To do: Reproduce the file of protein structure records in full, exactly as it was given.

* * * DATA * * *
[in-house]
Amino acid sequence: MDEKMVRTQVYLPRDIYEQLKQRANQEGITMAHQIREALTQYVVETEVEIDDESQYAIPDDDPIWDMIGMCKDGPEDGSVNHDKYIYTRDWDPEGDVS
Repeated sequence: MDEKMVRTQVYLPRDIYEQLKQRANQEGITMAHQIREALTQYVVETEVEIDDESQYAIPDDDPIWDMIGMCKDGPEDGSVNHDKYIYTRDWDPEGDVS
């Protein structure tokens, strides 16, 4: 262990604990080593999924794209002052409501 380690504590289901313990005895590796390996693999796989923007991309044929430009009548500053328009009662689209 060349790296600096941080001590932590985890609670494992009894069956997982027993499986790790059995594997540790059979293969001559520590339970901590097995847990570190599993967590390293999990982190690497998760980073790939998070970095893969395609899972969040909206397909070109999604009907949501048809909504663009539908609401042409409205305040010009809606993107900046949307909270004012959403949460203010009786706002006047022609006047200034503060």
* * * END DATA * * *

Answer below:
[in-house]
Amino acid sequence: MDEKMVRTQVYLPRDIYEQLKQRANQEGITMAHQIREALTQYVVETEVEIDDESQYAIPDDDPIWDMIGMCKDGPEDGSVNHDKYIYTRDWDPEGDVS
Repeated sequence: MDEKMVRTQVYLPRDIYEQLKQRANQEGITMAHQIREALTQYVVETEVEIDDESQYAIPDDDPIWDMIGMCKDGPEDGSVNHDKYIYTRDWDPEGDVS
């Protein structure tokens, strides 16, 4: 262990604990080593999924794209002052409501 380690504590289901313990005895590796390996693999796989923007991309044929430009009548500053328009009662689209 060349790296600096941080001590932590985890609670494992009894069956997982027993499986790790059995594997540790059979293969001559520590339970901590097995847990570190599993967590390293999990982190690497998760980073790939998070970095893969395609899972969040909206397909070109999604009907949501048809909504663009539908609401042409409205305040010009809606993107900046949307909270004012959403949460203010009786706002006047022609006047200034503060």